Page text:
In early 2007, David Laurila interviewed Clayton Kershaw. At the time, Kershaw had thrown just 56 pro innings, most of them for the Dodgers' complex team. Nobody knew at the time that in just 13 months Kershaw would be staring down Albert Pujols in the first inning of a very strong major-league debut. This interview originally ran on May 6, 2007.


A 19-year-old left-hander, Clayton Kershaw is the top-rated prospect in the Dodgers organization. The first high school player taken in last year's draft and the seventh pick overall, Kershaw relies on a mid-nineties fastball with excellent command, an above-average curveball and a circle change. A native of Dallas, he has an advanced pitching approach for someone beginning just his first full professional season. Kershaw debuted in the Gulf Coast League last year, posting an ERA of 1.95 while holding opposing batters to a .201 average. He is starting this season with the Low-A Great Lakes Loons, managed by former Tigers great Lance Parrish. At the time David Laurila sat down with Kershaw, he was off to a good start, going 1-0 with a 1.42 ERA while striking out 28 in 19 innings through April 29.

David talked to Kershaw about commanding his fastball, the Dodgers' pitching philosophy, and what it's like to be a Loon.

David Laurila: Before we get to pitching, I've seen a photo of you in a uniform that says, 'Scots.' Who are the Scots?

Clayton Kershaw: That was my team at Highland Park High School (in Texas). The place we played was called Scotland Yard, and our mascot was a fighting guy in a kilt. I'm not really sure where that came from, but I've always thought it was kind of fun.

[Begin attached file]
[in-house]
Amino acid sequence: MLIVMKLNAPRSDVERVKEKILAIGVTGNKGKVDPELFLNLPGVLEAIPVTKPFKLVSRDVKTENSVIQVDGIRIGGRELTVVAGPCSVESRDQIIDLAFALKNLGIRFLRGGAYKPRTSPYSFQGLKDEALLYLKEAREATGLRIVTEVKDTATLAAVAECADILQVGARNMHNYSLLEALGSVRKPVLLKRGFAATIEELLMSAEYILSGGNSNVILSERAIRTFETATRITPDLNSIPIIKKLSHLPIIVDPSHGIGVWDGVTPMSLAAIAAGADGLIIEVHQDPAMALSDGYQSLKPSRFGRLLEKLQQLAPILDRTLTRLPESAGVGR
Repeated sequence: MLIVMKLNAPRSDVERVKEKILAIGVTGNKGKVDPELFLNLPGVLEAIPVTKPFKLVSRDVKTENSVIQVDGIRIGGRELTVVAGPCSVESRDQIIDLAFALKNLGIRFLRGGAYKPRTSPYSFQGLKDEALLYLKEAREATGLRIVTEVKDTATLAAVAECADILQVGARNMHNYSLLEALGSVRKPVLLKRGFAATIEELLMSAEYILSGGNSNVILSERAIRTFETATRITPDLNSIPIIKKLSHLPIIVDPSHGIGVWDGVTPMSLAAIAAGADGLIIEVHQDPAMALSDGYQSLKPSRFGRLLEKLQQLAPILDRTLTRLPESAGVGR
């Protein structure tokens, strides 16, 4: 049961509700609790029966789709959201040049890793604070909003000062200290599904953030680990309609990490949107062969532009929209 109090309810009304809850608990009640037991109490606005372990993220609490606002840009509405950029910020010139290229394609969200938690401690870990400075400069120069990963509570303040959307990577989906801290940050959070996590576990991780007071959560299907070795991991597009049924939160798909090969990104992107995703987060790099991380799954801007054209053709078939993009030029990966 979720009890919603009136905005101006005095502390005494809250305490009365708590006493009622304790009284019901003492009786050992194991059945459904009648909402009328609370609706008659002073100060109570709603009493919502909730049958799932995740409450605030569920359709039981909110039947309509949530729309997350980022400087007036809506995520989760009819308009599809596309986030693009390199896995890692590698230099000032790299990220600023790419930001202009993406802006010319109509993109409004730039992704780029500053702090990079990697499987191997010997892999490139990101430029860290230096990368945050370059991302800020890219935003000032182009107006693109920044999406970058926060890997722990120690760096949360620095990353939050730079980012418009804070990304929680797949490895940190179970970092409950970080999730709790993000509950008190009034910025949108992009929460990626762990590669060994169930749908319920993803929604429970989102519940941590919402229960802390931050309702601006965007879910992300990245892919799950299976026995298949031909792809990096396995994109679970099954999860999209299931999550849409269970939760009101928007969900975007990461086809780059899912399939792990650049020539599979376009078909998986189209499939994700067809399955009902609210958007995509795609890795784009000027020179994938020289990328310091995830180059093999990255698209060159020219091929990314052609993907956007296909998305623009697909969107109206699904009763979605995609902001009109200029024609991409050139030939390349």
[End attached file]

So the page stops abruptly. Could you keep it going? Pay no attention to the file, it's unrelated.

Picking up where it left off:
DL: How would you describe yourself as a pitcher?

CK: Competitive. I don't really get into describing my pitches. I just go out there and compete, and don't give in to hitters.

DL: Can you tell us a little about your fastball, including what kind of movement you get on it?

CK: I'm pretty much all four-seamers. I throw some two-seamers to lefties, but not all that many. As for movement, my fastball doesn't really run, or cut, or anything like that. My catchers describe it as almost rising. I usually work it down in the zone, but I do like to elevate it with two strikes, trying to get guys to chase.

DL: Is there a specific area of the strike zone where a fastball is the most effective?

CK: If you work inside, especially at this level, you're going to have success. The hitters aren't as good yet, in part because they're still adjusting to wood bats, and if you get in on their hands they're going to have trouble getting to the ball. Even when you get to the higher levels, establishing the inside is important. If you do that, you'll be able to set up the rest of your pitches better.

DL: If you were to pitch a perfect game, would you rather strike out all 27 guys or get 27 first-pitch outs?

CK: It would be even rarer to get a 27-pitch game, but that's exactly what you want to do. You want to get outs in as few pitches as possible so you can work deep into games.

DL: What does the term "pitch to contact" mean to you?

CK: It's all about hitting your spots. Some guys maybe take it too far and say you should pitch down the middle and force contact, but if you have good control you don't have to do that. If you make quality pitches you'll get outs.

DL: Which lineup would you least like to face: one with nine David Ecksteins or one with nine Adam Dunns?

CK: I'd least like to face nine David Ecksteins. He's a pest. Every at-bat he seems to foul off eight pitches, and then he puts the ball in play somewhere. You'll give up a few bombs to Adam Dunn, but he won't make you work as hard. Not to disrespect Dunn, but I'd hate to face a lineup full of guys like Eckstein.